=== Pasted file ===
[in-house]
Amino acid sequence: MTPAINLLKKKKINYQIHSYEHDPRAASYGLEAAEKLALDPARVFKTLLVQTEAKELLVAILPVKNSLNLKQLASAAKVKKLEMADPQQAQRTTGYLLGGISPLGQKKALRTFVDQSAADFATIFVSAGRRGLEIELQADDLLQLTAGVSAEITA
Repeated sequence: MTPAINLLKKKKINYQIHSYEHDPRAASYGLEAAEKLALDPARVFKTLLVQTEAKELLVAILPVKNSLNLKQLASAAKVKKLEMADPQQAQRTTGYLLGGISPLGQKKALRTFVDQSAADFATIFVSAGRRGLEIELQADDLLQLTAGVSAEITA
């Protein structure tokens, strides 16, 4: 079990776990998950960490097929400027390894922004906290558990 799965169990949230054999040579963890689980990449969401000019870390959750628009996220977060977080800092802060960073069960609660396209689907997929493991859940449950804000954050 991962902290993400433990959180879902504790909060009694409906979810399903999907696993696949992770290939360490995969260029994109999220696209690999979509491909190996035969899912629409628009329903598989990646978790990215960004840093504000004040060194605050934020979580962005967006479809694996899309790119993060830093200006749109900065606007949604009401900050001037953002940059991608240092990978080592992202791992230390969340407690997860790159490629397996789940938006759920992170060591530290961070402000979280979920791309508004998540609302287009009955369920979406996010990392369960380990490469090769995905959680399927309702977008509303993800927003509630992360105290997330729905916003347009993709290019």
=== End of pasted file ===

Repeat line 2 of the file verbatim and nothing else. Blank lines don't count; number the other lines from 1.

Amino acid sequence: MTPAINLLKKKKINYQIHSYEHDPRAASYGLEAAEKLALDPARVFKTLLVQTEAKELLVAILPVKNSLNLKQLASAAKVKKLEMADPQQAQRTTGYLLGGISPLGQKKALRTFVDQSAADFATIFVSAGRRGLEIELQADDLLQLTAGVSAEITA